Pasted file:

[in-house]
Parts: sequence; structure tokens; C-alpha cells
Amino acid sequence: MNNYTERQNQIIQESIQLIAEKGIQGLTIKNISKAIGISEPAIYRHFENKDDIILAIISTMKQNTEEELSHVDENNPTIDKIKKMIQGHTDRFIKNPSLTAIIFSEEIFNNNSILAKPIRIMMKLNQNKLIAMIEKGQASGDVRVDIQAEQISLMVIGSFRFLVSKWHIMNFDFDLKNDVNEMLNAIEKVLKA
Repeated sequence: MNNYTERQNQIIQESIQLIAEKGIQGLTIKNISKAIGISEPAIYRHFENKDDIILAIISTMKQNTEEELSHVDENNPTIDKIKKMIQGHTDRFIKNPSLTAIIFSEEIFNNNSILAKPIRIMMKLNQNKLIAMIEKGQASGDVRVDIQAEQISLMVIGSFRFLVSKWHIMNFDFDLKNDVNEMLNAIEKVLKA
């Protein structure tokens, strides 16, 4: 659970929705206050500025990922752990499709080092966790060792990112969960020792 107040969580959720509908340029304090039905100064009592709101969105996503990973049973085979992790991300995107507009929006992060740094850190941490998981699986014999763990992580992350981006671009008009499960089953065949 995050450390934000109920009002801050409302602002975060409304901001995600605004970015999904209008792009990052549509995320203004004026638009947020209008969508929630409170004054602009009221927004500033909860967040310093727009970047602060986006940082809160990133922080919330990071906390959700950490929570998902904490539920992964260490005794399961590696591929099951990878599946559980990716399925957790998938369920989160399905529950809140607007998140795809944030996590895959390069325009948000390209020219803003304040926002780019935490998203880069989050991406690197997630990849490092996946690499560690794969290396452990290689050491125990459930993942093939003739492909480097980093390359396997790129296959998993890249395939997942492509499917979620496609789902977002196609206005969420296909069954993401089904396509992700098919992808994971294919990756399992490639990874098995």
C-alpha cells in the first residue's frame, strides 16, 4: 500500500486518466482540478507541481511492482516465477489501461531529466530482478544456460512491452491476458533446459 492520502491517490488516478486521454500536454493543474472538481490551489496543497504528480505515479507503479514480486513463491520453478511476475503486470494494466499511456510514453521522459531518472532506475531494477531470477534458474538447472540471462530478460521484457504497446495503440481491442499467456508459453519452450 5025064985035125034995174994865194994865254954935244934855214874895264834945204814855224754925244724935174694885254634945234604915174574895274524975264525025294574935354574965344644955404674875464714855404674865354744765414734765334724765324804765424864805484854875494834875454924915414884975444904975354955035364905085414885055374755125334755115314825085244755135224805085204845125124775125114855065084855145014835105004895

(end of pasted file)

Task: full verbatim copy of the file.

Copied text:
[in-house]
Parts: sequence; structure tokens; C-alpha cells
Amino acid sequence: MNNYTERQNQIIQESIQLIAEKGIQGLTIKNISKAIGISEPAIYRHFENKDDIILAIISTMKQNTEEELSHVDENNPTIDKIKKMIQGHTDRFIKNPSLTAIIFSEEIFNNNSILAKPIRIMMKLNQNKLIAMIEKGQASGDVRVDIQAEQISLMVIGSFRFLVSKWHIMNFDFDLKNDVNEMLNAIEKVLKA
Repeated sequence: MNNYTERQNQIIQESIQLIAEKGIQGLTIKNISKAIGISEPAIYRHFENKDDIILAIISTMKQNTEEELSHVDENNPTIDKIKKMIQGHTDRFIKNPSLTAIIFSEEIFNNNSILAKPIRIMMKLNQNKLIAMIEKGQASGDVRVDIQAEQISLMVIGSFRFLVSKWHIMNFDFDLKNDVNEMLNAIEKVLKA
């Protein structure tokens, strides 16, 4: 659970929705206050500025990922752990499709080092966790060792990112969960020792 107040969580959720509908340029304090039905100064009592709101969105996503990973049973085979992790991300995107507009929006992060740094850190941490998981699986014999763990992580992350981006671009008009499960089953065949 995050450390934000109920009002801050409302602002975060409304901001995600605004970015999904209008792009990052549509995320203004004026638009947020209008969508929630409170004054602009009221927004500033909860967040310093727009970047602060986006940082809160990133922080919330990071906390959700950490929570998902904490539920992964260490005794399961590696591929099951990878599946559980990716399925957790998938369920989160399905529950809140607007998140795809944030996590895959390069325009948000390209020219803003304040926002780019935490998203880069989050991406690197997630990849490092996946690499560690794969290396452990290689050491125990459930993942093939003739492909480097980093390359396997790129296959998993890249395939997942492509499917979620496609789902977002196609206005969420296909069954993401089904396509992700098919992808994971294919990756399992490639990874098995």
C-alpha cells in the first residue's frame, strides 16, 4: 500500500486518466482540478507541481511492482516465477489501461531529466530482478544456460512491452491476458533446459 492520502491517490488516478486521454500536454493543474472538481490551489496543497504528480505515479507503479514480486513463491520453478511476475503486470494494466499511456510514453521522459531518472532506475531494477531470477534458474538447472540471462530478460521484457504497446495503440481491442499467456508459453519452450 5025064985035125034995174994865194994865254954935244934855214874895264834945204814855224754925244724935174694885254634945234604915174574895274524975264525025294574935354574965344644955404674875464714855404674865354744765414734765334724765324804765424864805484854875494834875454924915414884975444904975354955035364905085414885055374755125334755115314825085244755135224805085204845125124775125114855065084855145014835105004895